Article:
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On Day 5 of spring practice, WSU's edges and linebackers stand out

Apr. 4—PULLMAN — When Syrus Webster landed at Washington State, transferring from FCS Utah Tech, the Cougars knew they had secured an athletic edge rusher, a guy who fit the bill in several ways.

Webster, 6-foot-4 and 245 pounds, looks the part. He has the size and the tools to play a level up.

In Thursday's practice, WSU's fifth of the spring, he showed as much, sliding past offensive linemen and powering past others.

What has separated him in a bigger way, at least to his coaches, is something else.

"His maturity has really blown me away," WSU defensive coordinator Jeff Schmedding said after Thursday's practice. "We thought that when we recruited him, but I think if you asked anybody on our defense or our team, he's one of the more mature players. He's got leadership qualities, and I think the best is yet to come. I think he's still got some things to work on, like anybody, but the best is definitely yet to come for him."

Many of his teammates in the backfield mirrored Webster's sterling practice. Edge Andrew Edson and other defensive linemen wreaked havoc in the pocket, prompting quarterbacks John Mateer and Zevi Eckhaus to scramble and flush into open space.

Through five spring practices, it added up to one of the most promising outings for the Cougars' defensive line, which is looking to replace Ron Stone Jr. and Brennan Jackson, both of whom played their final years of eligibility last fall. Interior lineman Naim Rodman did the same, opening up another spot on the line.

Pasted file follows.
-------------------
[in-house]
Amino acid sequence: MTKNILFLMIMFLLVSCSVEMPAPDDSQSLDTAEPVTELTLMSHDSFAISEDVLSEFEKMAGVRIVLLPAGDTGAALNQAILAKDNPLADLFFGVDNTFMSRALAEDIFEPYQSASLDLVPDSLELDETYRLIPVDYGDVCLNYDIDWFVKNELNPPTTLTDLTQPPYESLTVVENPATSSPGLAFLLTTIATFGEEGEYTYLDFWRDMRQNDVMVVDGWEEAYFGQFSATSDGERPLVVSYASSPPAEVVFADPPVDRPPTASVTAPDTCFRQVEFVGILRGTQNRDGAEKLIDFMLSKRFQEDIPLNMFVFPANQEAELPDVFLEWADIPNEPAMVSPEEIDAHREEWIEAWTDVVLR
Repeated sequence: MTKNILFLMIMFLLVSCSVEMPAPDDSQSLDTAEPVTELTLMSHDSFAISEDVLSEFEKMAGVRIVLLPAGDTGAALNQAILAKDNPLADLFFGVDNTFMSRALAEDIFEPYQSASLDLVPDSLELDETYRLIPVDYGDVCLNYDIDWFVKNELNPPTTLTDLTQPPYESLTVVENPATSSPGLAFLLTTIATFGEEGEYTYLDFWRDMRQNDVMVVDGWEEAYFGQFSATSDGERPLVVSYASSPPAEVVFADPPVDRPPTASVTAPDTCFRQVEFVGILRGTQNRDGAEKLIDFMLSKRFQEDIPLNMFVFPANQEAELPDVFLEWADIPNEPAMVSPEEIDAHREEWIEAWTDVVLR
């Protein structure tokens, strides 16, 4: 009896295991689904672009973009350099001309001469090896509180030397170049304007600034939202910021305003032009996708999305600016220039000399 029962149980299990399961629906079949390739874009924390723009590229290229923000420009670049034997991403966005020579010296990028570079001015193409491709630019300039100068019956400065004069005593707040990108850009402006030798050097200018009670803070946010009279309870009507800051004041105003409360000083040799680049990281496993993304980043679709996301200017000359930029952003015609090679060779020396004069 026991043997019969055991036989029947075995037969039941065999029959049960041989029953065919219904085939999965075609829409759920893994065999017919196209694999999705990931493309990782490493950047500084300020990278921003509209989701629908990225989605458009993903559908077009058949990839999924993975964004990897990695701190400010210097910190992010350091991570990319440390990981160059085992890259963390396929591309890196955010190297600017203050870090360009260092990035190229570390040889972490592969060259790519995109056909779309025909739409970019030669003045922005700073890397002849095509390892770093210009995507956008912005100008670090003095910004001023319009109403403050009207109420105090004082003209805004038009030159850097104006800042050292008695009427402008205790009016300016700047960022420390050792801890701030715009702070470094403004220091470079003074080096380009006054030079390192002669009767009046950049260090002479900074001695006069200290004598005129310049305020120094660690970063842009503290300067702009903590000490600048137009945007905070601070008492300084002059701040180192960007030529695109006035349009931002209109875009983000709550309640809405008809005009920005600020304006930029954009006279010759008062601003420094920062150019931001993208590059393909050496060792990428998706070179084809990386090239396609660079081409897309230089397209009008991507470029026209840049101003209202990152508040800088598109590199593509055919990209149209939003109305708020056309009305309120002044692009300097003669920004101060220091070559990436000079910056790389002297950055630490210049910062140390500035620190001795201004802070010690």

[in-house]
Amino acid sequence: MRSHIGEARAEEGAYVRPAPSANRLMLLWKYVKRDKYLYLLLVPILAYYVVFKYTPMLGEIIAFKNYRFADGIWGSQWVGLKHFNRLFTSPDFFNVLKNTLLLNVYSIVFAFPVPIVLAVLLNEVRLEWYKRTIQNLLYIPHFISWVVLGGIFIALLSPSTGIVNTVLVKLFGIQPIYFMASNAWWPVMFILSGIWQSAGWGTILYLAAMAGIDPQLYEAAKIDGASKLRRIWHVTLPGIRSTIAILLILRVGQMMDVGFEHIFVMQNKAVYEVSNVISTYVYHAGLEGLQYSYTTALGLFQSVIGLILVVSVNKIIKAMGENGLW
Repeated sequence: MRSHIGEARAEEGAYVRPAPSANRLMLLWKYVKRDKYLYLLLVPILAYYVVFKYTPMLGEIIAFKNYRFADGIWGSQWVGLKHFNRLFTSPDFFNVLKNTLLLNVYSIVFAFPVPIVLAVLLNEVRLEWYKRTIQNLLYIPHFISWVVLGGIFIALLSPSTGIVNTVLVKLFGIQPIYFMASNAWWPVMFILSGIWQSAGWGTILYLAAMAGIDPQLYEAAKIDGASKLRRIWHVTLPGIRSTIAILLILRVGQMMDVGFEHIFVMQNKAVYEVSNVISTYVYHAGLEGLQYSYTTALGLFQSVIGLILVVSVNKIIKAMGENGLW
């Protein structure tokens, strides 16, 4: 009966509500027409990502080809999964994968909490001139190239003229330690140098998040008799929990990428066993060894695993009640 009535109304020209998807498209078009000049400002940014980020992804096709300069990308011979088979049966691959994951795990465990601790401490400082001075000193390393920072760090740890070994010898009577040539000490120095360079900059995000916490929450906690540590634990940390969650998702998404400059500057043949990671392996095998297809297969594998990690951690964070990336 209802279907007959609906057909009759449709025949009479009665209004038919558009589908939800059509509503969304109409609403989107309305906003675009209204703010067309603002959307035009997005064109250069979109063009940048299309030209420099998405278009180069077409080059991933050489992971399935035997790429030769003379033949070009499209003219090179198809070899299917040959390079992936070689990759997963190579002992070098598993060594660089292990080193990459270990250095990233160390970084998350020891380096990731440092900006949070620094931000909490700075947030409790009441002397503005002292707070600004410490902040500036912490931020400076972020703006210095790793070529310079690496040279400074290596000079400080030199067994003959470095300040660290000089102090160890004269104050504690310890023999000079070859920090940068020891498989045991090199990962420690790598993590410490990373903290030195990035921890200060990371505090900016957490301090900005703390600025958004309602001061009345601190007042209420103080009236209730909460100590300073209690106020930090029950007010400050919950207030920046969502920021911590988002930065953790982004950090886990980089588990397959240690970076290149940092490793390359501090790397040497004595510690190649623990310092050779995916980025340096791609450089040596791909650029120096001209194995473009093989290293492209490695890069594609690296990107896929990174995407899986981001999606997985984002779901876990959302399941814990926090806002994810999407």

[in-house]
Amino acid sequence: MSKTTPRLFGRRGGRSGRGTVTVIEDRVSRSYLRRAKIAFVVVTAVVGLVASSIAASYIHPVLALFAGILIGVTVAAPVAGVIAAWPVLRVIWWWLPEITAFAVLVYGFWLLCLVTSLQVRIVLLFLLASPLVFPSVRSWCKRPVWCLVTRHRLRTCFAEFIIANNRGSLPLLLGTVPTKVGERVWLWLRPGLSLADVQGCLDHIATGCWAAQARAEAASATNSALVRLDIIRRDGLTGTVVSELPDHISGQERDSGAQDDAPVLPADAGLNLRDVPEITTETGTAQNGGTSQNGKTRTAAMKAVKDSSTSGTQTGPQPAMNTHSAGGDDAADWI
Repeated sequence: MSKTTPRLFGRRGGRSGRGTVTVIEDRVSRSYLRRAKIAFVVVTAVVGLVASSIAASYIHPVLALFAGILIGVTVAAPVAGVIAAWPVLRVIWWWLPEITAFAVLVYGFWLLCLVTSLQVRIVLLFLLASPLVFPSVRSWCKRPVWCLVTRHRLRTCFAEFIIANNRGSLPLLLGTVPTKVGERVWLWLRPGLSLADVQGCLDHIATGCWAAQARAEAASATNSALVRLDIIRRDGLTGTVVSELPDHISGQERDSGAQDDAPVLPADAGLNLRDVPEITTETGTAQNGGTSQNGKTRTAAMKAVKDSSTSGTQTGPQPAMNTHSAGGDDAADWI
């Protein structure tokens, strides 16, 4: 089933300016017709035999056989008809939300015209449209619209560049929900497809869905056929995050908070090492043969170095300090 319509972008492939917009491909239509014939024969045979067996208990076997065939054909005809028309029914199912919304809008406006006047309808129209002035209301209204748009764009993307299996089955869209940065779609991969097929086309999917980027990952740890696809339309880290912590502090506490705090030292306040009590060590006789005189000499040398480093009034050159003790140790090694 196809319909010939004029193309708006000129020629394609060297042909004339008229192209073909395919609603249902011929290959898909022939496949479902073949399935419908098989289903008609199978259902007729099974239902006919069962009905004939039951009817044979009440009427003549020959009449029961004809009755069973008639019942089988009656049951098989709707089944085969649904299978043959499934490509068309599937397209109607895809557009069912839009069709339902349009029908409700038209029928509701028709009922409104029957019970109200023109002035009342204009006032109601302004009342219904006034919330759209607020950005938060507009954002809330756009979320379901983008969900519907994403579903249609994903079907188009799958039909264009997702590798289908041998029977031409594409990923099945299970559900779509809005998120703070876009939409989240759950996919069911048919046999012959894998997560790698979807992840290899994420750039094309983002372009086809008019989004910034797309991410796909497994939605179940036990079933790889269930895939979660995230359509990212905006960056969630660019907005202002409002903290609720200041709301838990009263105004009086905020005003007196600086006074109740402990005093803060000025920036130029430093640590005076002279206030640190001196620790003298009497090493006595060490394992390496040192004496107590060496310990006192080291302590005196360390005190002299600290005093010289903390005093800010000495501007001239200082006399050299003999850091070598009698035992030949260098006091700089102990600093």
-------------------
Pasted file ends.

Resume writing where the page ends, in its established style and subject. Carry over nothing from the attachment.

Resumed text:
"I think they've taken strides every single day," Schmedding said. "I mean obviously, that's the highlight of that position. We always talk (about), you gotta stop the run to earn the right to rush the passer. And you when those guys got going, they cut it loose today, and that's what we wanted. Really, this is a build up into our Friday and into our Saturday, but they're consistently on the right trend."

Elsewhere on the WSU defense, linebacker Buddah Al-Uqdah is building on an encouraging redshirt freshman season. A year ago, he was fighting to earn playing time. Now he's in line for a lot more.

Except he's also now one of the leaders in that position group. The elder statesman of the corps, senior Kyle Thornton, is the most tenured, but Al-Uqdah delivered the most promising season of all. Washington State likes that on its own merits, but particularly now because of the new linebackers in the room.

Those include Keith Brown, who started his career with two seasons at Oregon before playing last season at Louisville, and Parker McKenna, who played the first three seasons of his career at FCS Portland State.

"Parker's always asking questions. That's one thing he's gonna do," Al-Uqdah said. "That's kind of how I was last year, always asking questions. Just really trying to learn everything.

"Any time I come off the field, I'm asking questions. Parker's that way. Him and Keith are some really smart guys."